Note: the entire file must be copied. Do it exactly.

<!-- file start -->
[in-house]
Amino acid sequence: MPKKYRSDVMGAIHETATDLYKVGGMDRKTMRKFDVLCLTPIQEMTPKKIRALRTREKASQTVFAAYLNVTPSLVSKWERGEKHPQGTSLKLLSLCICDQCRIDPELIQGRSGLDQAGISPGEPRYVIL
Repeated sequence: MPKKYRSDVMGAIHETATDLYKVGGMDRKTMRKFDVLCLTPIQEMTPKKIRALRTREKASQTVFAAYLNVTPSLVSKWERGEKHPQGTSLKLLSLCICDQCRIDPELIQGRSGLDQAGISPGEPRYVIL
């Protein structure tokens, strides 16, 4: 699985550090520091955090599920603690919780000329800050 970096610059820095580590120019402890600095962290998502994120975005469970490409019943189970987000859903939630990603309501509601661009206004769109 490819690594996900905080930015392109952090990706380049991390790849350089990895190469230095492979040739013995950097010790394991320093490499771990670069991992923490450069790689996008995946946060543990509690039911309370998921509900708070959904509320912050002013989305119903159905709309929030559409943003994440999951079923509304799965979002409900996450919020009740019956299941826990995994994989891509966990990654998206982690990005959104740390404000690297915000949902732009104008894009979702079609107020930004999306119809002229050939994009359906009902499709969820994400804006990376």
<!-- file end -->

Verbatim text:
[in-house]
Amino acid sequence: MPKKYRSDVMGAIHETATDLYKVGGMDRKTMRKFDVLCLTPIQEMTPKKIRALRTREKASQTVFAAYLNVTPSLVSKWERGEKHPQGTSLKLLSLCICDQCRIDPELIQGRSGLDQAGISPGEPRYVIL
Repeated sequence: MPKKYRSDVMGAIHETATDLYKVGGMDRKTMRKFDVLCLTPIQEMTPKKIRALRTREKASQTVFAAYLNVTPSLVSKWERGEKHPQGTSLKLLSLCICDQCRIDPELIQGRSGLDQAGISPGEPRYVIL
């Protein structure tokens, strides 16, 4: 699985550090520091955090599920603690919780000329800050 970096610059820095580590120019402890600095962290998502994120975005469970490409019943189970987000859903939630990603309501509601661009206004769109 490819690594996900905080930015392109952090990706380049991390790849350089990895190469230095492979040739013995950097010790394991320093490499771990670069991992923490450069790689996008995946946060543990509690039911309370998921509900708070959904509320912050002013989305119903159905709309929030559409943003994440999951079923509304799965979002409900996450919020009740019956299941826990995994994989891509966990990654998206982690990005959104740390404000690297915000949902732009104008894009979702079609107020930004999306119809002229050939994009359906009902499709969820994400804006990376």